A trip to San Francisco would not be complete without seeing the golden gate bridge first hand. There are a lot of great spots to see the bridge from, some busier and more crowded than others.
If you’re heading to the Bay Area discovery museum or Muir woods as mentioned above, that is your opportunity to drive across the bridge. There are also a couple of great observation points across the bridge which give you a picturesque view of the bridge with the city of San Francisco in the background. Keep in mind that there is a toll for driving across the bridge.
On the side of the city there are a few great spots to experience the bridge from as well. Drive through the presidio and head towards the bridge. The obvious spot, which would also be the busiest is the Golden Gate Bridge Welcome center. From there you can hike down to get the best “post-card” angle of the bridge.
Personally, I like to drive past the welcome centre, Golden Gate overlook. The couple times we went there we were the only ones wandering around that space. It gave the kids some freedom to run around and climb and we took lots of great pictures with no one photobombing.
If you want a more dramatic view of the bridge, drive down Marine Dr. toward Fort Point. You’ll get a looming view of the bridge from the bottom rarely shown in movies and postcards. However, this road and the parking along it tend to get really busy and full of tourists and cars. Fort Point itself is pretty interesting but probably not ideal to visit with small children as there are a lot of steep stairs and easy-to-fall-off places.
6) Ghirardelli square is within a nice short walk of Fisherman’s wharf.
It isn’t a chocolate factory anymore, but there is a Ghirardelli chocolate store as well as ice cream shops, cafes and restaurants and cute boutiques. Great place to relax with a San Franciscan treat.
7) Alamo Square Park and The Painted Ladies
Head over to Alamo Square park to see an iconic part of San Francisco: The Painted Ladies. These are 6 Victorian homes that are beautifully painted and as unique to San Francisco as the Golden Gate Bridge. Aside from these 6 well known homes, the park is surrounded by rows of not so famous but equally beautifully decorated victorians.
Alamo Square park is pretty rugged in places with large trees and hilly terrain. There is a great playground designed in the theme of the famous Painted Ladies. Bring a picnic lunch, and you can even recreate the picnic scene from the opening song of Full House!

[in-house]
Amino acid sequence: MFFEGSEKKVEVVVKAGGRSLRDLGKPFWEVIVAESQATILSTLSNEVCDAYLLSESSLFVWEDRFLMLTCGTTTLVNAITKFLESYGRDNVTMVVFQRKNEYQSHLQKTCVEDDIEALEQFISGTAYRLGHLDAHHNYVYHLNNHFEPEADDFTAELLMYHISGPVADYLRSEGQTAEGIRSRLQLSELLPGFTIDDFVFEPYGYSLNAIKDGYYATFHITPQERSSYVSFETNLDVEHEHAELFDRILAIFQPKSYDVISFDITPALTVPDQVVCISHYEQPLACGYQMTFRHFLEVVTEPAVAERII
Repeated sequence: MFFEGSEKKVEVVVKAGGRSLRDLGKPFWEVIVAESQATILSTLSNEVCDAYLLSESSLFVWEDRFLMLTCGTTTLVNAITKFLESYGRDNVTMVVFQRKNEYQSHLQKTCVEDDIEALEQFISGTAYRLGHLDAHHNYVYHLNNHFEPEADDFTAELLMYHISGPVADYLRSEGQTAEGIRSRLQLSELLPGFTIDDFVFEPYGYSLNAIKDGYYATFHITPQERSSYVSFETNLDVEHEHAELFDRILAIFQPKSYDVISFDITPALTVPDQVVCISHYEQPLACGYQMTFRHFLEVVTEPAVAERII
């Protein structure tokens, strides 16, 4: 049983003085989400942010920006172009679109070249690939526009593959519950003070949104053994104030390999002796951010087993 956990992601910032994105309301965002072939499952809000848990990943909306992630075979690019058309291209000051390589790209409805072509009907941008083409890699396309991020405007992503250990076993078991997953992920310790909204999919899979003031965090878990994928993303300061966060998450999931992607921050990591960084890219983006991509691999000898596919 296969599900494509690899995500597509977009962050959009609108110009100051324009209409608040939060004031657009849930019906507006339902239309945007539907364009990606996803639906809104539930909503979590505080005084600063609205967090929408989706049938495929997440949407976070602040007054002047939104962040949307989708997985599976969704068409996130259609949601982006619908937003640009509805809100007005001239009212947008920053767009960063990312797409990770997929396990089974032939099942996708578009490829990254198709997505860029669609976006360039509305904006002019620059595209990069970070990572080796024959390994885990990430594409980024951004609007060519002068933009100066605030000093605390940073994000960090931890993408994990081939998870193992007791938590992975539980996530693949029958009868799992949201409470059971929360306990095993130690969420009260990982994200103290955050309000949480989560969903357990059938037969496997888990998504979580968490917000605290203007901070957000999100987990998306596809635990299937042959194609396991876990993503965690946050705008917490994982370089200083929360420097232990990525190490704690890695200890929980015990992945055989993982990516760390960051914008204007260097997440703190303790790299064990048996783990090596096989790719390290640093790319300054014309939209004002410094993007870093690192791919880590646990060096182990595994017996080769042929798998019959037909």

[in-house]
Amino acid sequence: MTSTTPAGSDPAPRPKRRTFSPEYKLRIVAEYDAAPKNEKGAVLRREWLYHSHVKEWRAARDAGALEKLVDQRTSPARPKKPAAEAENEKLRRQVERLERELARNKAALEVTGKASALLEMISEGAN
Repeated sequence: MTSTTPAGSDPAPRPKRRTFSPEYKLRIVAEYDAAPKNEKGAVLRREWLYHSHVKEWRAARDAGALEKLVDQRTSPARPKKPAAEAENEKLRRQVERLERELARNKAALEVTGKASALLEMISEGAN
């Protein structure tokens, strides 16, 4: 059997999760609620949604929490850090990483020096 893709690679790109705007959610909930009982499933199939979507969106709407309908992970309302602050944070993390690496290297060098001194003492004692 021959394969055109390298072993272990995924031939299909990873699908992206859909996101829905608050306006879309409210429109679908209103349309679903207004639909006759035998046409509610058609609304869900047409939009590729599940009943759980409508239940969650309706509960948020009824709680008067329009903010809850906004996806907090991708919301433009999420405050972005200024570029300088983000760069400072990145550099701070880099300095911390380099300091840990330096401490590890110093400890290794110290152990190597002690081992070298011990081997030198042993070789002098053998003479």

8) Golden Gate Park
This is a huge urban green space with lots to do. Koret playground is every kid’s dream come true, and right next to it is an old timey carousel. There is also a Japanese Tea Garden (though I would not recommend taking toddlers here), a beautiful conservatory of flowers with gorgeous gardens and fountain out front, California academy of science, a couple of museums, memorials and much more. You could spend a few days just exploring everything there is to explore in Golden Gate Park in San Francisco. But if you don’t have days, just walking along the paths around the park is worth exploring.
9) Ride a cable car
San Francisco is famous for its cable cars. At $7 per ride, riding a cable car isn’t cheap, but children under 5 ride free! If you don’t have much time in San Francisco, a strategic cable car ride will allow you to see more of the city and some things in between. I recommend taking the Powell-Hyde line (https://www.streetcar.org/wheels-motion/ride-cable-car-lines/). Riding through the most scenic parts of the city, the cable car slows down so you can see famous Lombard street, the crookedest street in the world (it’s fun to see, but not so fun to walk, especially with kids and strollers). The line ends – or begins – at Fisherman’s Wharf and Ghirardelli square.
is a fun place to visit with children of all ages. It’s free and not very big so it won’t take up an entire day. San Francisco is full of historic cable cars and street cars that converge on this area. It’s a nice way to tie in the cable car ride around the city. If you’re familiar with Toronto, you might get nostalgic when you see some old refurbished TTC street cars in the museum and on the streets.
Honorary mention: If you enjoy walking tours, check out these free walking tours from San Francisco City Guides. They offer free tours of different San Francisco neighborhoods. We’ve taken a couple of these and really enjoyed them. The tours are roughly an hour, not so long that kids can’t handle it.
If you will be walking with kids, pay special attention to the description to check how difficult and hilly the walk is. Hills aside, San Francisco is pretty stroller friendly and we’ve definitely done a walking tour while pushing a stroller. Just make sure to tip your guide!
This post was written by…
Diana Turetsky from Bee Happy